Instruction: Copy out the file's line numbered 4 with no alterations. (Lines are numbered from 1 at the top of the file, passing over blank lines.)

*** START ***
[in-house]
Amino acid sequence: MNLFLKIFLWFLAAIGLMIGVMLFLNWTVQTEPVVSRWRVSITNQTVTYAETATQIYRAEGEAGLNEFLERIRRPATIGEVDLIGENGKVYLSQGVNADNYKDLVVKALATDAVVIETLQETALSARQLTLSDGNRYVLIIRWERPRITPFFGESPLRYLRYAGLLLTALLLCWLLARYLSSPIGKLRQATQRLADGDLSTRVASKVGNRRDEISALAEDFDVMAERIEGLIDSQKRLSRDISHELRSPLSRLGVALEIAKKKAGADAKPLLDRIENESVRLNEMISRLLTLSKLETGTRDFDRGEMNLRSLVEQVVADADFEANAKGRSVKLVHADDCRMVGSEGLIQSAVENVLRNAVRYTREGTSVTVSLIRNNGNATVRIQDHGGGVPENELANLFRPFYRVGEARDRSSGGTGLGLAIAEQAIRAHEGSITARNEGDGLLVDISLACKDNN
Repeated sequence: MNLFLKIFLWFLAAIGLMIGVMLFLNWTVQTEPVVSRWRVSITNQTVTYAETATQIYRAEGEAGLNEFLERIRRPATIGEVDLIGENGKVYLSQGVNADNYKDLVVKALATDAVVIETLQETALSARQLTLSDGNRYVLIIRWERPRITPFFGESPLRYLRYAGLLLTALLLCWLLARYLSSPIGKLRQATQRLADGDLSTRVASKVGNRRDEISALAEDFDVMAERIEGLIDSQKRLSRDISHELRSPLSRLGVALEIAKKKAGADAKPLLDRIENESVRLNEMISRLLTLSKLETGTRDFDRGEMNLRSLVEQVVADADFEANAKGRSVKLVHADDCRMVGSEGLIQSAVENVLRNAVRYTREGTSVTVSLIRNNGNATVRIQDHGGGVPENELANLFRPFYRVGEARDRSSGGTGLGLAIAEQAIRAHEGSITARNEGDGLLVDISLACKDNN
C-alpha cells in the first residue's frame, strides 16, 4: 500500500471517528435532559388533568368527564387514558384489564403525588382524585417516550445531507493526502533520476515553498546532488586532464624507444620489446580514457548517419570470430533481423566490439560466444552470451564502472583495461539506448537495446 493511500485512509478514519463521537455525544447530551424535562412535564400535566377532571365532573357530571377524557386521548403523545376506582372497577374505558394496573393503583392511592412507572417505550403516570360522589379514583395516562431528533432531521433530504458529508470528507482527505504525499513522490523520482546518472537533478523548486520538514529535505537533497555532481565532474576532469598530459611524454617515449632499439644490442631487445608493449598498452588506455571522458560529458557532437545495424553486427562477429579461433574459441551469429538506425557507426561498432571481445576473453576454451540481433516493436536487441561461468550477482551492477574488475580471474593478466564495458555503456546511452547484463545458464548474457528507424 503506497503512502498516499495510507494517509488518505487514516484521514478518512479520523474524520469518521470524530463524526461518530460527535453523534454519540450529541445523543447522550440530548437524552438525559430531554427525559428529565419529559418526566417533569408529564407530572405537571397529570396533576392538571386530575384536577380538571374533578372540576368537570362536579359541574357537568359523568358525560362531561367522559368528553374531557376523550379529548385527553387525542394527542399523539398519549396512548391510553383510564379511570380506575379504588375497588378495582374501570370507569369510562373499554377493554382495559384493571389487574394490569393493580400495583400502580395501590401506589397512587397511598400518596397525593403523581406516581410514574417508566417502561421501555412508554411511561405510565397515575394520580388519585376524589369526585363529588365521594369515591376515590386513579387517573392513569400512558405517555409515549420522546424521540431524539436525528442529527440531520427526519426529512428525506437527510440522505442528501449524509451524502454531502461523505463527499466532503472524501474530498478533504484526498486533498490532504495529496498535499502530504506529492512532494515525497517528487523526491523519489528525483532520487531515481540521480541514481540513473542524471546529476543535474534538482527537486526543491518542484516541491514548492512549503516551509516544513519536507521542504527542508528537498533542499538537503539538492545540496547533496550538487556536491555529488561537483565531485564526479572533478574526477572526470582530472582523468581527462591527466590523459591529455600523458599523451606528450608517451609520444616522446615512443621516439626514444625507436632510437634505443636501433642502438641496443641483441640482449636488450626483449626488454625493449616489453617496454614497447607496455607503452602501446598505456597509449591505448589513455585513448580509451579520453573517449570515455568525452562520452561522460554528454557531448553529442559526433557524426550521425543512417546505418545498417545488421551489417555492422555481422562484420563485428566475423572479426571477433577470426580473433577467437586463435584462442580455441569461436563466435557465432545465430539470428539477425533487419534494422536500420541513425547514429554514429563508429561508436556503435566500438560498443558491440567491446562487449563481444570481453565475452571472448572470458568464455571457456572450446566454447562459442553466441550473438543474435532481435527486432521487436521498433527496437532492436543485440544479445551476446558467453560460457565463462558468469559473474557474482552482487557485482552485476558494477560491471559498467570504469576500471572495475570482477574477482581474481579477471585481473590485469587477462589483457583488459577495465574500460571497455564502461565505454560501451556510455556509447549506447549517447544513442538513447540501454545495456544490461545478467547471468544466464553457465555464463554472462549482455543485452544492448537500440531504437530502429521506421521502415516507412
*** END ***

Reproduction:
C-alpha cells in the first residue's frame, strides 16, 4: 500500500471517528435532559388533568368527564387514558384489564403525588382524585417516550445531507493526502533520476515553498546532488586532464624507444620489446580514457548517419570470430533481423566490439560466444552470451564502472583495461539506448537495446 493511500485512509478514519463521537455525544447530551424535562412535564400535566377532571365532573357530571377524557386521548403523545376506582372497577374505558394496573393503583392511592412507572417505550403516570360522589379514583395516562431528533432531521433530504458529508470528507482527505504525499513522490523520482546518472537533478523548486520538514529535505537533497555532481565532474576532469598530459611524454617515449632499439644490442631487445608493449598498452588506455571522458560529458557532437545495424553486427562477429579461433574459441551469429538506425557507426561498432571481445576473453576454451540481433516493436536487441561461468550477482551492477574488475580471474593478466564495458555503456546511452547484463545458464548474457528507424 503506497503512502498516499495510507494517509488518505487514516484521514478518512479520523474524520469518521470524530463524526461518530460527535453523534454519540450529541445523543447522550440530548437524552438525559430531554427525559428529565419529559418526566417533569408529564407530572405537571397529570396533576392538571386530575384536577380538571374533578372540576368537570362536579359541574357537568359523568358525560362531561367522559368528553374531557376523550379529548385527553387525542394527542399523539398519549396512548391510553383510564379511570380506575379504588375497588378495582374501570370507569369510562373499554377493554382495559384493571389487574394490569393493580400495583400502580395501590401506589397512587397511598400518596397525593403523581406516581410514574417508566417502561421501555412508554411511561405510565397515575394520580388519585376524589369526585363529588365521594369515591376515590386513579387517573392513569400512558405517555409515549420522546424521540431524539436525528442529527440531520427526519426529512428525506437527510440522505442528501449524509451524502454531502461523505463527499466532503472524501474530498478533504484526498486533498490532504495529496498535499502530504506529492512532494515525497517528487523526491523519489528525483532520487531515481540521480541514481540513473542524471546529476543535474534538482527537486526543491518542484516541491514548492512549503516551509516544513519536507521542504527542508528537498533542499538537503539538492545540496547533496550538487556536491555529488561537483565531485564526479572533478574526477572526470582530472582523468581527462591527466590523459591529455600523458599523451606528450608517451609520444616522446615512443621516439626514444625507436632510437634505443636501433642502438641496443641483441640482449636488450626483449626488454625493449616489453617496454614497447607496455607503452602501446598505456597509449591505448589513455585513448580509451579520453573517449570515455568525452562520452561522460554528454557531448553529442559526433557524426550521425543512417546505418545498417545488421551489417555492422555481422562484420563485428566475423572479426571477433577470426580473433577467437586463435584462442580455441569461436563466435557465432545465430539470428539477425533487419534494422536500420541513425547514429554514429563508429561508436556503435566500438560498443558491440567491446562487449563481444570481453565475452571472448572470458568464455571457456572450446566454447562459442553466441550473438543474435532481435527486432521487436521498433527496437532492436543485440544479445551476446558467453560460457565463462558468469559473474557474482552482487557485482552485476558494477560491471559498467570504469576500471572495475570482477574477482581474481579477471585481473590485469587477462589483457583488459577495465574500460571497455564502461565505454560501451556510455556509447549506447549517447544513442538513447540501454545495456544490461545478467547471468544466464553457465555464463554472462549482455543485452544492448537500440531504437530502429521506421521502415516507412